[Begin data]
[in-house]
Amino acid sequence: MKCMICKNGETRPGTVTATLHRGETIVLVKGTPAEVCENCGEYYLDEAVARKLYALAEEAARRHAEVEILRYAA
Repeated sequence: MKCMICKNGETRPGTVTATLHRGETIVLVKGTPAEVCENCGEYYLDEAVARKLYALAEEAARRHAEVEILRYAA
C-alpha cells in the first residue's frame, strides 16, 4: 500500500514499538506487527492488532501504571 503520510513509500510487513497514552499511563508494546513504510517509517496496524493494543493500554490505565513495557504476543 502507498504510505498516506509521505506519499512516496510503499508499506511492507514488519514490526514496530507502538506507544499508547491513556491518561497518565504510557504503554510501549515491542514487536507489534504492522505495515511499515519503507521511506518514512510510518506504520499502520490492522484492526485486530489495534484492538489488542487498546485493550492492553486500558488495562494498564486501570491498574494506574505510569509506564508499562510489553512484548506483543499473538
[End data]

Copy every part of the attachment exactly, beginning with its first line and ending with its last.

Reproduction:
[in-house]
Amino acid sequence: MKCMICKNGETRPGTVTATLHRGETIVLVKGTPAEVCENCGEYYLDEAVARKLYALAEEAARRHAEVEILRYAA
Repeated sequence: MKCMICKNGETRPGTVTATLHRGETIVLVKGTPAEVCENCGEYYLDEAVARKLYALAEEAARRHAEVEILRYAA
C-alpha cells in the first residue's frame, strides 16, 4: 500500500514499538506487527492488532501504571 503520510513509500510487513497514552499511563508494546513504510517509517496496524493494543493500554490505565513495557504476543 502507498504510505498516506509521505506519499512516496510503499508499506511492507514488519514490526514496530507502538506507544499508547491513556491518561497518565504510557504503554510501549515491542514487536507489534504492522505495515511499515519503507521511506518514512510510518506504520499502520490492522484492526485486530489495534484492538489488542487498546485493550492492553486500558488495562494498564486501570491498574494506574505510569509506564508499562510489553512484548506483543499473538